In Tennessee, Oak Ridge National Laboratory has prioritized performance over renewable content in its efforts to develop a thermoplastic based on lignin. ORNL originally set out to make a 100% biobased material, but found that higher lignin content created polymers with properties that fell short of their petroleum-based counterparts. The lab instead replaced the styrene in acrylonitrile butadiene styrene with lignin, creating a 50% biobased polymer with improved toughness and recyclability.
Amit Naskar, ORNL’s Carbon & Composites Group Leader, tells Lux Research ORNL’s lab can produce 25-250 grams via batch processing. Adapting the production process to use different lignin sources has been a prime focus of ORNL’s efforts for the past 6 months, and ongoing work also includes reinforcing the polymer matrix with carbon fiber.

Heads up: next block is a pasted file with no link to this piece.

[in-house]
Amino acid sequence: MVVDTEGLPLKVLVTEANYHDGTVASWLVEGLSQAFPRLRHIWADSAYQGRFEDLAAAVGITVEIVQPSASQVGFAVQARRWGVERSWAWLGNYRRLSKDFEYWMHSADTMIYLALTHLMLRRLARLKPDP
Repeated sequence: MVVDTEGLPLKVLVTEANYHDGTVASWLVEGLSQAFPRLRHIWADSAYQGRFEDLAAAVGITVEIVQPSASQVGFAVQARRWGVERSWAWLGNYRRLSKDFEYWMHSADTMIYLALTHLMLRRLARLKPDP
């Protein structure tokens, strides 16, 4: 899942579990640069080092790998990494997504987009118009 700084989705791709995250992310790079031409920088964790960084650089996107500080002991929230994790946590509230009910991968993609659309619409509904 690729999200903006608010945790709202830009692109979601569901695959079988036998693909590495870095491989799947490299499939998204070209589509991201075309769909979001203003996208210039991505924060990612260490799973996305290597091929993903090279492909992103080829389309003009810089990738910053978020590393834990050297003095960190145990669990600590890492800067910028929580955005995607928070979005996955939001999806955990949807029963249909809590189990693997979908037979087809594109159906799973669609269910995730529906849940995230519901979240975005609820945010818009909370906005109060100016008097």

Naskar says ORNL hopes to find industrial partner within the next 6 months to help commercialize ABL under a licensing agreement. Early commercial targets include automotive and other engineering plastic applications. “[T]hen, when everyone is paying attention, we will figure out how to make it 100% renewable,” Naskar adds.